• colorectal cancer
  • colorectal metastases
  • gene mutation

This is an open access article distributed in accordance with the Creative Commons Attribution Non Commercial (CC BY-NC 4.0) license, which permits others to distribute, remix, adapt, build upon this work non-commercially, and license their derivative works on different terms, provided the original work is properly cited, appropriate credit is given, any changes made indicated, and the use is non-commercial. See:

Statistics from

Significance of this study

What is already known on this subject?

  • Anatomically, colorectal cancer (CRC) metastasis is assumed to follow a sequential manner, where liver is the first and most common site, followed by extrahepatic organs, such as lung.

  • Although extrahepatic metastasis is frequently observed concurrent with liver metastasis in clinic, it may also arise as oligometastasis in several patients with CRC.

  • Targeted treatment of metastatic CRC is challenging, and the drug response predominantly relies on the mutation status of driver genes such as KRAS and BRAF.

What are the new findings?

  • Three metastatic models (ie, sequential, branch-off and diaspora) were revealed based on the distinct migration patterns and clonal origins.

  • The anatomic assumption that CRC cells may spread to lung after clonally expanding in liver was genomically evidenced. Our data also support the direct seeding of extrahepatic metastases from primary tumours.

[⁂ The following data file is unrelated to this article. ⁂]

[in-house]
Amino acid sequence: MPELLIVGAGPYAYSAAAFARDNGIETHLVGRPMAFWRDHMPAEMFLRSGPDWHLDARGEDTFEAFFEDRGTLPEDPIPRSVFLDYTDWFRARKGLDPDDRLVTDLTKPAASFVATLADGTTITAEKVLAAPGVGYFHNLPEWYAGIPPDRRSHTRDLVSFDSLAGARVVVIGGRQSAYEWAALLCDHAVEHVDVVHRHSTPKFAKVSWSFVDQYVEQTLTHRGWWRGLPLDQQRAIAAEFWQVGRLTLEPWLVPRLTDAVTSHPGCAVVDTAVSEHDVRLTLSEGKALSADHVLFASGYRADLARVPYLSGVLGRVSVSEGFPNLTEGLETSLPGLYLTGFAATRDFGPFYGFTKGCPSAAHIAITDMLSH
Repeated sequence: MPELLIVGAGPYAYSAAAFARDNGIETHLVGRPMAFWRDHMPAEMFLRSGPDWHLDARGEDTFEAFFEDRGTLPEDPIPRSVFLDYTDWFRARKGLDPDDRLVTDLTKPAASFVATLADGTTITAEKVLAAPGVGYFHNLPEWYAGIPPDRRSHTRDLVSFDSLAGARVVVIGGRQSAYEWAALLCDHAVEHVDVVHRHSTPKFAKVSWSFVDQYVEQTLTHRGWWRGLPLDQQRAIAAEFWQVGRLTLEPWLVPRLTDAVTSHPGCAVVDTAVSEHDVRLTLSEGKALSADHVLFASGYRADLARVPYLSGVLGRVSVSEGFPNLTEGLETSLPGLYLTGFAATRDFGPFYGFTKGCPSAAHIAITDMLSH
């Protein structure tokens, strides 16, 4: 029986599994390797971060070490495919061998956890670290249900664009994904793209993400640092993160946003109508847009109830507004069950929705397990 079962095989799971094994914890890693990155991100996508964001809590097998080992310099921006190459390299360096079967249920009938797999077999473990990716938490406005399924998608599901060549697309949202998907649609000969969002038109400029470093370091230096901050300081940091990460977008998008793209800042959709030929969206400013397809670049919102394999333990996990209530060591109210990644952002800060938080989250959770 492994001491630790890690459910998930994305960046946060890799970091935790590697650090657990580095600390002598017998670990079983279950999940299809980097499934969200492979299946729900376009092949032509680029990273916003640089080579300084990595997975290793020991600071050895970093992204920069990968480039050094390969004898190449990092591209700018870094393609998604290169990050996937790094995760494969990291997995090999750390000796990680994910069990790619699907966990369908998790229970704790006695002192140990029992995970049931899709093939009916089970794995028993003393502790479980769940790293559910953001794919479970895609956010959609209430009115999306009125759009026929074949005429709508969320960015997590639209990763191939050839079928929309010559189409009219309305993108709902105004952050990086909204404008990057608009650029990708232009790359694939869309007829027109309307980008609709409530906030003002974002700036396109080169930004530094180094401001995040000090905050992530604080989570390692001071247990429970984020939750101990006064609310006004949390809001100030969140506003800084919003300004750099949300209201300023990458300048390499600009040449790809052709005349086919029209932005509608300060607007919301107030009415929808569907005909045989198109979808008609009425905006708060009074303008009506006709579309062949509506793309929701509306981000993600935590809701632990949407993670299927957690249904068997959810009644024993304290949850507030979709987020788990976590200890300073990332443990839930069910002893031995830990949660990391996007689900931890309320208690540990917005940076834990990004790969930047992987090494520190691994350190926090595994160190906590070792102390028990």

• Extrahepatic metastases may originate from advanced tumour clones with additional driver gene mutations acquired, leading to late metastases with intermetastatic driver gene heterogeneity.

  • Enriched trunk mutations of ZFP36L2 were identified in metastatic CRC with rapid disseminations and poor treatment outcomes.

Significance of this study

How might it impact on clinical practice in the foreseeable future?

  • The sequential model enforces the importance of timely resection of liver metastases to prevent further metastatic progression of liver-derived tumour clones.

  • Given the intermetastatic driver gene heterogeneity, biopsy and sequencing of metastases may be considered for therapeutic decision making in patients with CRC with multiorgan or late postoperative metastasis.

  • Comparative evaluation of driver genes, including ZFP36L2, may improve the risk stratification and refine the personalised therapy recommendations, leading to optimal oncological outcomes.


Distant metastasis is a lethal consequence of cancer progression in patients with colorectal cancer (CRC), accounting for the majority of cancer-related deaths.1 The presence of clinically overt metastases in distant organs not only indicates end-stage disease but also leaves patients few therapeutic options.2 Since main venous drainage of the large intestine flows into liver via the portal system, metastatic pattern of CRC is considered to follow a stepwise manner, where the regional lymph nodes (RLN) are the first-station, followed by liver and subsequent extrahepatic organs (eg, lung).3 However, such an anatomic assumption was neither explored by genomic investigation nor fully supported by the diverse clinically observed metastatic patterns, where extrahepatic metastasis arises regardless of lymph node and/or liver metastasis.4 5 Moreover, recent genomic studies revealed that lymph nodes can be seeded by multiple tumour clones and liver metastases may originate from independent subclones in the primary tumour directly, reinforcing the uncertainty of canonical metastatic models.6–8 These findings support the notion that metastasis is determined not only by extrinsic factors (eg, physical accessibility), but also by intrinsic traits of cancer cells.